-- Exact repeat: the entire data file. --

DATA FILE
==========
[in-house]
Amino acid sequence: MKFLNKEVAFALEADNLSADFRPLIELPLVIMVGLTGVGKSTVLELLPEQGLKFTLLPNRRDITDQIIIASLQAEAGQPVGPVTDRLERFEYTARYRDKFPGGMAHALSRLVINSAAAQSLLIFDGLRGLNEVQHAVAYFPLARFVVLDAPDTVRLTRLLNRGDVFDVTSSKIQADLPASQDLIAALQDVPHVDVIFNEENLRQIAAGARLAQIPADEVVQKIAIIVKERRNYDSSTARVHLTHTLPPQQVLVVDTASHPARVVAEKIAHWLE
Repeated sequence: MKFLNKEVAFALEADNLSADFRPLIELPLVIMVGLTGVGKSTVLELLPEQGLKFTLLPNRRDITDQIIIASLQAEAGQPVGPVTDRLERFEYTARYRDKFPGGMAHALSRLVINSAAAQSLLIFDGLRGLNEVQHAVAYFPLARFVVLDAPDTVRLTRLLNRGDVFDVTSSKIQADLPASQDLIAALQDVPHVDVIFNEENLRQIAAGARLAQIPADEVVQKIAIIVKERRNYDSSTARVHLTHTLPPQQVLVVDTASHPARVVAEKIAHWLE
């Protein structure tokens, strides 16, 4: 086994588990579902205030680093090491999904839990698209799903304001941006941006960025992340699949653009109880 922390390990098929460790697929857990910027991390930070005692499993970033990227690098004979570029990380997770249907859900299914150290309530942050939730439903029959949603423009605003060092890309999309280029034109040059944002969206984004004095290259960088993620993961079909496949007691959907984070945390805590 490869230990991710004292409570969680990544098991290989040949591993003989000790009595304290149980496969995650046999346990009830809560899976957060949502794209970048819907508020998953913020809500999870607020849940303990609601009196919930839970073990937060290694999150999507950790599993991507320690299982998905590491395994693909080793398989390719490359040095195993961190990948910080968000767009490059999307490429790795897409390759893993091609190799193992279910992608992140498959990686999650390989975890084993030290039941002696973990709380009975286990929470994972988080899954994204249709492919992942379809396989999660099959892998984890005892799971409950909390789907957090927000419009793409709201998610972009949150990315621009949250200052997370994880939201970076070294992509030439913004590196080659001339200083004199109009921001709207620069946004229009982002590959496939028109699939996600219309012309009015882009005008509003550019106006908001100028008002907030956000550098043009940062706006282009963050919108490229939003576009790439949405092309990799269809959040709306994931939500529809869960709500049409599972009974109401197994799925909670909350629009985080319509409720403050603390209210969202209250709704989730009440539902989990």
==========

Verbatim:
[in-house]
Amino acid sequence: MKFLNKEVAFALEADNLSADFRPLIELPLVIMVGLTGVGKSTVLELLPEQGLKFTLLPNRRDITDQIIIASLQAEAGQPVGPVTDRLERFEYTARYRDKFPGGMAHALSRLVINSAAAQSLLIFDGLRGLNEVQHAVAYFPLARFVVLDAPDTVRLTRLLNRGDVFDVTSSKIQADLPASQDLIAALQDVPHVDVIFNEENLRQIAAGARLAQIPADEVVQKIAIIVKERRNYDSSTARVHLTHTLPPQQVLVVDTASHPARVVAEKIAHWLE
Repeated sequence: MKFLNKEVAFALEADNLSADFRPLIELPLVIMVGLTGVGKSTVLELLPEQGLKFTLLPNRRDITDQIIIASLQAEAGQPVGPVTDRLERFEYTARYRDKFPGGMAHALSRLVINSAAAQSLLIFDGLRGLNEVQHAVAYFPLARFVVLDAPDTVRLTRLLNRGDVFDVTSSKIQADLPASQDLIAALQDVPHVDVIFNEENLRQIAAGARLAQIPADEVVQKIAIIVKERRNYDSSTARVHLTHTLPPQQVLVVDTASHPARVVAEKIAHWLE
């Protein structure tokens, strides 16, 4: 086994588990579902205030680093090491999904839990698209799903304001941006941006960025992340699949653009109880 922390390990098929460790697929857990910027991390930070005692499993970033990227690098004979570029990380997770249907859900299914150290309530942050939730439903029959949603423009605003060092890309999309280029034109040059944002969206984004004095290259960088993620993961079909496949007691959907984070945390805590 490869230990991710004292409570969680990544098991290989040949591993003989000790009595304290149980496969995650046999346990009830809560899976957060949502794209970048819907508020998953913020809500999870607020849940303990609601009196919930839970073990937060290694999150999507950790599993991507320690299982998905590491395994693909080793398989390719490359040095195993961190990948910080968000767009490059999307490429790795897409390759893993091609190799193992279910992608992140498959990686999650390989975890084993030290039941002696973990709380009975286990929470994972988080899954994204249709492919992942379809396989999660099959892998984890005892799971409950909390789907957090927000419009793409709201998610972009949150990315621009949250200052997370994880939201970076070294992509030439913004590196080659001339200083004199109009921001709207620069946004229009982002590959496939028109699939996600219309012309009015882009005008509003550019106006908001100028008002907030956000550098043009940062706006282009963050919108490229939003576009790439949405092309990799269809959040709306994931939500529809869960709500049409599972009974109401197994799925909670909350629009985080319509409720403050603390209210969202209250709704989730009440539902989990």